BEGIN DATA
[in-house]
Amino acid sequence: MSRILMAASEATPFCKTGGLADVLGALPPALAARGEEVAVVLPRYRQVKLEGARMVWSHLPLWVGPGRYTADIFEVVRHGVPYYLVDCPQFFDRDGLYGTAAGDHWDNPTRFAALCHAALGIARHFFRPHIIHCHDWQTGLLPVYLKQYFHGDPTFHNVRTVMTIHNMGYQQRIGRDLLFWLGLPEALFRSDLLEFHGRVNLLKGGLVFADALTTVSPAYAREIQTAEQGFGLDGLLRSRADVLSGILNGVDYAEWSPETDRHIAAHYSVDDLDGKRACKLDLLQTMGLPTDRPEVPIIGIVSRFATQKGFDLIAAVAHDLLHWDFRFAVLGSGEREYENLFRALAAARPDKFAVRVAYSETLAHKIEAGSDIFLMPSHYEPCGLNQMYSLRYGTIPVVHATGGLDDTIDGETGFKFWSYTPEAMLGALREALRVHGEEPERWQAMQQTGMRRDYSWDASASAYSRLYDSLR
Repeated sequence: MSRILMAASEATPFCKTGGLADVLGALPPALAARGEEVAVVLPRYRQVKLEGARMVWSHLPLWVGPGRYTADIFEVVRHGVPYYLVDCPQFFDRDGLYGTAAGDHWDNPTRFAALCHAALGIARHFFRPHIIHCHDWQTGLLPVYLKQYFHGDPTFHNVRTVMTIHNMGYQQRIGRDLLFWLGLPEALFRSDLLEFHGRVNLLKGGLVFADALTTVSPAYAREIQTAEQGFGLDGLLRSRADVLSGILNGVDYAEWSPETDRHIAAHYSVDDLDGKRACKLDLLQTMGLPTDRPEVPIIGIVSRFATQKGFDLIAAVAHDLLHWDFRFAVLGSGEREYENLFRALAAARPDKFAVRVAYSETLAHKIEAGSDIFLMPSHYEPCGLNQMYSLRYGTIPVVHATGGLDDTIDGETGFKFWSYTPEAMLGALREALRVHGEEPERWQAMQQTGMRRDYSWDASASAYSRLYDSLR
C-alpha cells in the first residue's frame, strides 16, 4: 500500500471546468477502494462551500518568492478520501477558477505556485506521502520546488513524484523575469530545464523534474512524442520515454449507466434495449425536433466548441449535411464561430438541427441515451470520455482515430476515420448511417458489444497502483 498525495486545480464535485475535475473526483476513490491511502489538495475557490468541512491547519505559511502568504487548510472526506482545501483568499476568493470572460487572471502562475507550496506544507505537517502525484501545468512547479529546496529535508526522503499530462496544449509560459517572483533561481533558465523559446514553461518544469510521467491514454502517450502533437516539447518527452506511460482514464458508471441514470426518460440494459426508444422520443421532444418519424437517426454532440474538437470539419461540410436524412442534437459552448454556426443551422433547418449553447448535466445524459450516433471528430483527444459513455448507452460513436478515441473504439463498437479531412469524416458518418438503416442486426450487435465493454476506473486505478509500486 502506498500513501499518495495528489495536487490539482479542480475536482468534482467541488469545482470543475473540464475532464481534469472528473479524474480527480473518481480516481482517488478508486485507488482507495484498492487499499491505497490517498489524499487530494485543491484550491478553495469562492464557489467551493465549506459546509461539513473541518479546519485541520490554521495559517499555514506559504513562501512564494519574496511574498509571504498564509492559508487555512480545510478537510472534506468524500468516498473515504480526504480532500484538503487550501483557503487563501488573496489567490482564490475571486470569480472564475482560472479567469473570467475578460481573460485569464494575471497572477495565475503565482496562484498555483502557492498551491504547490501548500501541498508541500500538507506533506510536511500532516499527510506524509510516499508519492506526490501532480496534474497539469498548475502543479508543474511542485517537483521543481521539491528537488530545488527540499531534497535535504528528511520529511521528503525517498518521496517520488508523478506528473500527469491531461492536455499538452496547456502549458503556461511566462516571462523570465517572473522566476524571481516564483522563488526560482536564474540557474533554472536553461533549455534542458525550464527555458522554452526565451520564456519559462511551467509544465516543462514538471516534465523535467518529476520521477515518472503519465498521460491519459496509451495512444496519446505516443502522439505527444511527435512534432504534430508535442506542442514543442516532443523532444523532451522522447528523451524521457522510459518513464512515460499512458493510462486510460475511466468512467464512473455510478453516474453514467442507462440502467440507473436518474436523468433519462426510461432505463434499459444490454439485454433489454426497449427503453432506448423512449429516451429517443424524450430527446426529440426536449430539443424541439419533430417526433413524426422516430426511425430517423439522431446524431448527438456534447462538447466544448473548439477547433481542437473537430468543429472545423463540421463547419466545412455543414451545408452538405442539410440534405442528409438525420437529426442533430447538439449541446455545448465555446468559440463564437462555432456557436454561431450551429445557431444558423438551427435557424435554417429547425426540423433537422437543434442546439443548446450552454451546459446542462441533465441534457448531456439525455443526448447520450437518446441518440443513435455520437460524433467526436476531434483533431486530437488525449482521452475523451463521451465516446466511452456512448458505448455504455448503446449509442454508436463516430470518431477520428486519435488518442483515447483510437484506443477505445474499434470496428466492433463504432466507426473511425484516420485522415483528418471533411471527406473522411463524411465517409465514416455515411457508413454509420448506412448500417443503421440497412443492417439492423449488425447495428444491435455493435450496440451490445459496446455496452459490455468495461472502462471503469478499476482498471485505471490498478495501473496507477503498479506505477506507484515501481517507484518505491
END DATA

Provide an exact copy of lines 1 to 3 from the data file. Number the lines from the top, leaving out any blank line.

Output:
[in-house]
Amino acid sequence: MSRILMAASEATPFCKTGGLADVLGALPPALAARGEEVAVVLPRYRQVKLEGARMVWSHLPLWVGPGRYTADIFEVVRHGVPYYLVDCPQFFDRDGLYGTAAGDHWDNPTRFAALCHAALGIARHFFRPHIIHCHDWQTGLLPVYLKQYFHGDPTFHNVRTVMTIHNMGYQQRIGRDLLFWLGLPEALFRSDLLEFHGRVNLLKGGLVFADALTTVSPAYAREIQTAEQGFGLDGLLRSRADVLSGILNGVDYAEWSPETDRHIAAHYSVDDLDGKRACKLDLLQTMGLPTDRPEVPIIGIVSRFATQKGFDLIAAVAHDLLHWDFRFAVLGSGEREYENLFRALAAARPDKFAVRVAYSETLAHKIEAGSDIFLMPSHYEPCGLNQMYSLRYGTIPVVHATGGLDDTIDGETGFKFWSYTPEAMLGALREALRVHGEEPERWQAMQQTGMRRDYSWDASASAYSRLYDSLR
Repeated sequence: MSRILMAASEATPFCKTGGLADVLGALPPALAARGEEVAVVLPRYRQVKLEGARMVWSHLPLWVGPGRYTADIFEVVRHGVPYYLVDCPQFFDRDGLYGTAAGDHWDNPTRFAALCHAALGIARHFFRPHIIHCHDWQTGLLPVYLKQYFHGDPTFHNVRTVMTIHNMGYQQRIGRDLLFWLGLPEALFRSDLLEFHGRVNLLKGGLVFADALTTVSPAYAREIQTAEQGFGLDGLLRSRADVLSGILNGVDYAEWSPETDRHIAAHYSVDDLDGKRACKLDLLQTMGLPTDRPEVPIIGIVSRFATQKGFDLIAAVAHDLLHWDFRFAVLGSGEREYENLFRALAAARPDKFAVRVAYSETLAHKIEAGSDIFLMPSHYEPCGLNQMYSLRYGTIPVVHATGGLDDTIDGETGFKFWSYTPEAMLGALREALRVHGEEPERWQAMQQTGMRRDYSWDASASAYSRLYDSLR